Look for the word Photostable on the label-this indicates that the protective ingredients won’t breakdown in the sun & therefore lose effectiveness

Remember…expensive does NOT mean better


Once the above criteria have been met the choice of product is then down to personal preference or individual needs.  Below are a few guidelines that may help.

Lotions & Creams-more hydrating & moisturising-good for dry skin

-require a good bit of rubbing in to be absorbed

-easy to see so less likely to leave patches of skin

Sprays-very easy to apply, dry quickly & are less messy

-good for use on hairy areas

-more likely to use insufficient for adequate protection

-often contain high levels of alcohol which may irritate skin

-don’t spray directly on face as it may be inhaled or get into the eyes….spray on hands first, then use hands to apply to face

Sticks-goes on dry & won’t run-great for face especially around the eyes

-great for children’s school bags as sticks tend to be compact & easy to apply-no mess, no stinging eyes!

-many are wax or petroleum based so less likely to wear off in water or to be sweated off in the school yard

Gels-lightweight & dry in quickly

-good for use on hairy areas

-generally sweat resistant so good for sports enthusiasts

-a popular choice for men

-many have a high alcohol content so caution with sensitive skin


It is important to realise that these sunscreens have been tested under ideal conditions whereby appropriate quantities of the product have been applied liberally & regularly.  Unfortunately in the real world the majority of us don’t apply enough sunscreen, are liable to miss spots & may either sweat or towel off the sunscreen as the day goes on.  This leaves areas of skin exposed to UV rays for long periods of time & therefore to sunburn & sun damage.  For these reasons, it is advisable to reapply these long acting sunscreens on a more regular basis to reduce the risk of accidental sun exposure.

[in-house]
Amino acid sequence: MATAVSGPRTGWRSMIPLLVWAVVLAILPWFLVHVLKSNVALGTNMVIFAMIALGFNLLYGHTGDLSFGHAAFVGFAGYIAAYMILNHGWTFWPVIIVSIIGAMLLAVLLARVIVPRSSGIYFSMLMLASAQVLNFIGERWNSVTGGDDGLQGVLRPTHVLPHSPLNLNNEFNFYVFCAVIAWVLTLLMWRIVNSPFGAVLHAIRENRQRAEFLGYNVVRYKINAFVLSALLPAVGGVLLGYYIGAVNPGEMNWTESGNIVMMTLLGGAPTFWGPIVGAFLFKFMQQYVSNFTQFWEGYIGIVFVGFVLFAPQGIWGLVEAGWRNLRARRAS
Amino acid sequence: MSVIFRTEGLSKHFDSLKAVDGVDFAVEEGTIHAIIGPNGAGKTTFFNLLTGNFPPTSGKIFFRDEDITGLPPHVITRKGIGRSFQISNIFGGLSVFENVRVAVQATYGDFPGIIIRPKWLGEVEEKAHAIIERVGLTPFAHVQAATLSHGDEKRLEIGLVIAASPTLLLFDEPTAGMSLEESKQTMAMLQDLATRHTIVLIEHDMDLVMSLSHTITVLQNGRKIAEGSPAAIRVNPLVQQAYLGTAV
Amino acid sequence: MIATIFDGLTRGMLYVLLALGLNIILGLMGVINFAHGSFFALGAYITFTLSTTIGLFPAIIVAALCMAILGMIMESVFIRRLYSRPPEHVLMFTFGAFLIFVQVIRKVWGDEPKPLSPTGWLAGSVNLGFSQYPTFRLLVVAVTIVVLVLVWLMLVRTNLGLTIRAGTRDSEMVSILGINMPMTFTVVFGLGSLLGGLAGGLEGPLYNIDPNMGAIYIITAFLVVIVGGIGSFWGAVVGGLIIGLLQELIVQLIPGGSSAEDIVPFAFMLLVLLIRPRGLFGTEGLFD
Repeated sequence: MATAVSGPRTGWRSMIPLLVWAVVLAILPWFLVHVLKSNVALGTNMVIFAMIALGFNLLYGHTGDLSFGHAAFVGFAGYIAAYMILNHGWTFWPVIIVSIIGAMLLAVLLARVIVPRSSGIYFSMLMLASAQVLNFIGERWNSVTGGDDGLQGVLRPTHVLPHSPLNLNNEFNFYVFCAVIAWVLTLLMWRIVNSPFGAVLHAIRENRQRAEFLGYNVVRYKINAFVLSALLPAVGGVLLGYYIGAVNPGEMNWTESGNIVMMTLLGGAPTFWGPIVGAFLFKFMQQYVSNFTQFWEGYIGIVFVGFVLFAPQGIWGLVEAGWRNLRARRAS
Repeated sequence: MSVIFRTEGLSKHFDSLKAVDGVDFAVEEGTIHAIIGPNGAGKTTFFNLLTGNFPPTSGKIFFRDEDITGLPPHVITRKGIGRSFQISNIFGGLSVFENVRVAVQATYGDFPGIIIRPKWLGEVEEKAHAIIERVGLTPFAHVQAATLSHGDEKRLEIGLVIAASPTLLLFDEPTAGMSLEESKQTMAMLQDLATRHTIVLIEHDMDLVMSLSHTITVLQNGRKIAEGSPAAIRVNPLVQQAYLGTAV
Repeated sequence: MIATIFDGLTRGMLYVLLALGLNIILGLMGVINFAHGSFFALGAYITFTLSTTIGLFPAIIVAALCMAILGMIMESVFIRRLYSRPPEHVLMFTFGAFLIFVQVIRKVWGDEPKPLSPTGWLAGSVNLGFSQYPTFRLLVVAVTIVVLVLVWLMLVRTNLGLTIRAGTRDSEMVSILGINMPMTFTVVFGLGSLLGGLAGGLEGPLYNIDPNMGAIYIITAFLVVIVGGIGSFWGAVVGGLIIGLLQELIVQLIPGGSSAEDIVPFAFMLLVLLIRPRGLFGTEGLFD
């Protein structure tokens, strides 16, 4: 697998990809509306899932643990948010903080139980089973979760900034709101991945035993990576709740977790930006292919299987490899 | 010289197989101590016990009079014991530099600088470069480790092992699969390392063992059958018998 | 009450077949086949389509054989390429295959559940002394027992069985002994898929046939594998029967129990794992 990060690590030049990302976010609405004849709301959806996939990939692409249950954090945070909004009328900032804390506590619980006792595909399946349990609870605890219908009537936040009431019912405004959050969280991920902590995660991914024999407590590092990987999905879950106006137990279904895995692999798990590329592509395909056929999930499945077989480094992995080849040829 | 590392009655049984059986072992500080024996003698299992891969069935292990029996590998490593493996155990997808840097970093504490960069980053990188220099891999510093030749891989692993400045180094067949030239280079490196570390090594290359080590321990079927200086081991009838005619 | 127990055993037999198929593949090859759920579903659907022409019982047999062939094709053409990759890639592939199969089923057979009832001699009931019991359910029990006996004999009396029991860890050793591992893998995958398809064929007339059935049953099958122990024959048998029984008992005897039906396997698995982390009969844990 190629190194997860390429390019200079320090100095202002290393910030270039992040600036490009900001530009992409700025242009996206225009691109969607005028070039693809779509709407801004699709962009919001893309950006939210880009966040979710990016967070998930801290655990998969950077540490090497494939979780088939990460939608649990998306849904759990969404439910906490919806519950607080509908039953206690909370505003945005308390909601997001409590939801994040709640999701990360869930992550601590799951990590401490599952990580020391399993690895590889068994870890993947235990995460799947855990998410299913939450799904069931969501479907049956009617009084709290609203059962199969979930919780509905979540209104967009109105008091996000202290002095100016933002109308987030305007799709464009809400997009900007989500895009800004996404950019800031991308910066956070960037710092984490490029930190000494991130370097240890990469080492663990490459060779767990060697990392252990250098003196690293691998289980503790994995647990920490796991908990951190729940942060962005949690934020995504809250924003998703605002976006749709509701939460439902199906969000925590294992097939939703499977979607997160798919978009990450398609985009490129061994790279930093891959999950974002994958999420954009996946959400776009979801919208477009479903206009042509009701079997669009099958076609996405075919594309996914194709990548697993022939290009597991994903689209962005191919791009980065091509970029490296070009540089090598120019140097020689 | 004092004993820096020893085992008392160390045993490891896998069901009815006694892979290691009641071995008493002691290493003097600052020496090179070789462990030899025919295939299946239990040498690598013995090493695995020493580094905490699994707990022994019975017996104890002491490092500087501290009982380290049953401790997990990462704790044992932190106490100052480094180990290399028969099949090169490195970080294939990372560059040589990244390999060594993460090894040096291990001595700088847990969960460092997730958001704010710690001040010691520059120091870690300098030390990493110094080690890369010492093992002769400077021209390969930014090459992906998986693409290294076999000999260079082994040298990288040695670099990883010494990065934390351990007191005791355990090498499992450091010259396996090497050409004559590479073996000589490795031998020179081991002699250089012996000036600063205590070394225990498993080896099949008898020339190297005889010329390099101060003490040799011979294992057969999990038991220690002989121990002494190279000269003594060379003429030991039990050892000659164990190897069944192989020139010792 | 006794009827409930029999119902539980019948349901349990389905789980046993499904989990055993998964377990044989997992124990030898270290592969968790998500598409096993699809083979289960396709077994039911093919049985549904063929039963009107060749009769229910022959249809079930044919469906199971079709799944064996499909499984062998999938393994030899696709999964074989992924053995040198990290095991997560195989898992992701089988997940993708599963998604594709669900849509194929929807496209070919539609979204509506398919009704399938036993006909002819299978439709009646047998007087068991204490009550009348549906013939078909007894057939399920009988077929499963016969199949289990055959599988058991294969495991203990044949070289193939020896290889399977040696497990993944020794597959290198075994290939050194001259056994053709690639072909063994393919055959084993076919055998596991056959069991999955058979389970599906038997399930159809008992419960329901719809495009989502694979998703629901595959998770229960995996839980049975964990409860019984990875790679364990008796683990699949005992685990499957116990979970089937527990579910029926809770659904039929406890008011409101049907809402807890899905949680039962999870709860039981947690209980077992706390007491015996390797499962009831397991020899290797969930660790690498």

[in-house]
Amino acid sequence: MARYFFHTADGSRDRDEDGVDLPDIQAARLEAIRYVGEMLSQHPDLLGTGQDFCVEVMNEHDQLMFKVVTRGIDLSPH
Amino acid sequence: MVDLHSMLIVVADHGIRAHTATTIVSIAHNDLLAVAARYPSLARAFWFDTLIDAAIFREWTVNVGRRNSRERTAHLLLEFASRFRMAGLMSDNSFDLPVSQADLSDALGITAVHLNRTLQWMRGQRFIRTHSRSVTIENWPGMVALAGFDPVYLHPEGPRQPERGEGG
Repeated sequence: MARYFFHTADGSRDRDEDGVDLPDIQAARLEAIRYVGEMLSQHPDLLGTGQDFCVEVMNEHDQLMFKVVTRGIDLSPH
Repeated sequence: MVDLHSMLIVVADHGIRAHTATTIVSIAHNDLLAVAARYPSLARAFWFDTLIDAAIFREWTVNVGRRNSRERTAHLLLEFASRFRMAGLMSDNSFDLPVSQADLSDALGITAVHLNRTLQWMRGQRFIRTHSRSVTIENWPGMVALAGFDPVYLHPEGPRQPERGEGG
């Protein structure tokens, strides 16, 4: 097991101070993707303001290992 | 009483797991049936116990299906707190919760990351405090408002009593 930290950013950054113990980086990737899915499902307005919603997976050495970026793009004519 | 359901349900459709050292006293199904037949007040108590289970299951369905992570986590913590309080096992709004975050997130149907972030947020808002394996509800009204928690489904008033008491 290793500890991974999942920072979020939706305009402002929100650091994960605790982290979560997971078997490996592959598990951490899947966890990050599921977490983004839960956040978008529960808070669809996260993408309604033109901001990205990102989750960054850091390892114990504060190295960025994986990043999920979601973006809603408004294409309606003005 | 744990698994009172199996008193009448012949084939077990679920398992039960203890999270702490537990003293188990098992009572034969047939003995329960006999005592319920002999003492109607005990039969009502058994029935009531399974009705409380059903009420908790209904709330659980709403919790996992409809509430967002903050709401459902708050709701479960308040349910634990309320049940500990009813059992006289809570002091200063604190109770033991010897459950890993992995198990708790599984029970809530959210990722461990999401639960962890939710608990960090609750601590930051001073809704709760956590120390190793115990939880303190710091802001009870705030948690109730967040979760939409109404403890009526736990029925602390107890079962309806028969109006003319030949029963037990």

SKIN TYPE & SUNSCREEN-a guideline.
Dry skin—use a moisturising sunscreen i.e a cream or lotion.
Oily/Acne prone skin-use gels or sprays as these usually contain alcohol which has a drying affect.

Sensitive-allergy prone skin-look for the word Hypo-allergenic on the label.

-avoid products with fragrances.

-avoid the ingredients PABA (para aminobenzoic acid/parabens) & oxybenzone.

-if very sensitive, choose the physical sunscreen products, usually labelled as sunblocks & often in the baby/toddler range-contain zinc oxide & titanium dioxide.

Children’s skin– for babies & toddlers choose the physical sunscreens/sunblocks based on zinc oxide & titanium dioxide as their skin is very sensitive.
-older children can use the same products as adults using the same criteria but an SPF 30 is a must.


-Apply 30 minutes before exposure to allow full absorption.

-Apply liberally & carefully to ensure no unprotected patches.

-Don’t forget the ears & the lips!

-Reapply every 2 hours…or more often if sweating & also after swimming (even if waterproof) & after towelling.


Niamh Moran,  M.P.S.I. Pharmacist, Killarney, Co.Kerry

Less chemicals in your Sunscreen
We were asked about a chemical free sunblock so we did a bit of searching and found Elave the Irish based skincare company do a line in Chemical free sunblocks.

They were very helpful and sent us this statement.

 Elave skincare is manufactured in Ireland in a Pharmaceutical Grade facility

Many medical experts believe that over use of harsh products is linked to the rise in sensitive skin.  Exposing your skin to these chemicals can reduce moisture levels in your skin dramatically.  Our team of formulation scientists believes in skincare without unnecessary chemicals and with active hydrating ingredients to enhance all skin types even the most sensitive skin.

Our promise of absolute purity means no sulfates SLES/SLS, no parabens, no perfume, no formaldehyde, no methylisothiazolinone (MI), no alcohol, no soap, no colours & more.

For more information on the product just click on the information button

Sensitive Sun SPF30


Daily Skin Defence SPF 45


Daily Lip Defence SPF 20